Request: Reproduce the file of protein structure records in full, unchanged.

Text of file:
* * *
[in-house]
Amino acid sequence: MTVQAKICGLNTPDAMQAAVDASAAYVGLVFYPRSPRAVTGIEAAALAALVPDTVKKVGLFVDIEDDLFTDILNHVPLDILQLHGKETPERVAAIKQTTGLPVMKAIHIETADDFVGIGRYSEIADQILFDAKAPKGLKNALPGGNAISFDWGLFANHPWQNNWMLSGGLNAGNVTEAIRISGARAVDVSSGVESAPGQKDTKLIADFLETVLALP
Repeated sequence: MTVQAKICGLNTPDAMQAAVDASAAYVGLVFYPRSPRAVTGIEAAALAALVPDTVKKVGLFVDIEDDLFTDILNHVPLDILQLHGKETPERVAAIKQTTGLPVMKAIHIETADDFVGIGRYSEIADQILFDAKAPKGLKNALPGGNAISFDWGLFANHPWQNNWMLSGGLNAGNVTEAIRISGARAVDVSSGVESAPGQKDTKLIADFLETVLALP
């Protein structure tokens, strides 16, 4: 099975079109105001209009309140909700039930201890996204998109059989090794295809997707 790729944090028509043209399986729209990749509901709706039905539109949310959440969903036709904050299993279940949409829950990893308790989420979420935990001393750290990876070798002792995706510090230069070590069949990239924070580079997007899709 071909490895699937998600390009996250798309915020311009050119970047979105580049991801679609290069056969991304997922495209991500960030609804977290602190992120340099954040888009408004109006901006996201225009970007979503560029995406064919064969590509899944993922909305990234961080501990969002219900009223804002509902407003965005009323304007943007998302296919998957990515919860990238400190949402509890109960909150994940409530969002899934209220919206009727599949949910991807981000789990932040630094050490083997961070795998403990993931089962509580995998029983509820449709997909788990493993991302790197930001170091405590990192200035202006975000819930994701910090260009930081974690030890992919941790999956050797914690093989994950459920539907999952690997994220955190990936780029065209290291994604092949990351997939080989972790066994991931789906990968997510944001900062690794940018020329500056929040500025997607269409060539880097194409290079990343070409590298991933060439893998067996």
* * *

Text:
[in-house]
Amino acid sequence: MTVQAKICGLNTPDAMQAAVDASAAYVGLVFYPRSPRAVTGIEAAALAALVPDTVKKVGLFVDIEDDLFTDILNHVPLDILQLHGKETPERVAAIKQTTGLPVMKAIHIETADDFVGIGRYSEIADQILFDAKAPKGLKNALPGGNAISFDWGLFANHPWQNNWMLSGGLNAGNVTEAIRISGARAVDVSSGVESAPGQKDTKLIADFLETVLALP
Repeated sequence: MTVQAKICGLNTPDAMQAAVDASAAYVGLVFYPRSPRAVTGIEAAALAALVPDTVKKVGLFVDIEDDLFTDILNHVPLDILQLHGKETPERVAAIKQTTGLPVMKAIHIETADDFVGIGRYSEIADQILFDAKAPKGLKNALPGGNAISFDWGLFANHPWQNNWMLSGGLNAGNVTEAIRISGARAVDVSSGVESAPGQKDTKLIADFLETVLALP
């Protein structure tokens, strides 16, 4: 099975079109105001209009309140909700039930201890996204998109059989090794295809997707 790729944090028509043209399986729209990749509901709706039905539109949310959440969903036709904050299993279940949409829950990893308790989420979420935990001393750290990876070798002792995706510090230069070590069949990239924070580079997007899709 071909490895699937998600390009996250798309915020311009050119970047979105580049991801679609290069056969991304997922495209991500960030609804977290602190992120340099954040888009408004109006901006996201225009970007979503560029995406064919064969590509899944993922909305990234961080501990969002219900009223804002509902407003965005009323304007943007998302296919998957990515919860990238400190949402509890109960909150994940409530969002899934209220919206009727599949949910991807981000789990932040630094050490083997961070795998403990993931089962509580995998029983509820449709997909788990493993991302790197930001170091405590990192200035202006975000819930994701910090260009930081974690030890992919941790999956050797914690093989994950459920539907999952690997994220955190990936780029065209290291994604092949990351997939080989972790066994991931789906990968997510944001900062690794940018020329500056929040500025997607269409060539880097194409290079990343070409590298991933060439893998067996």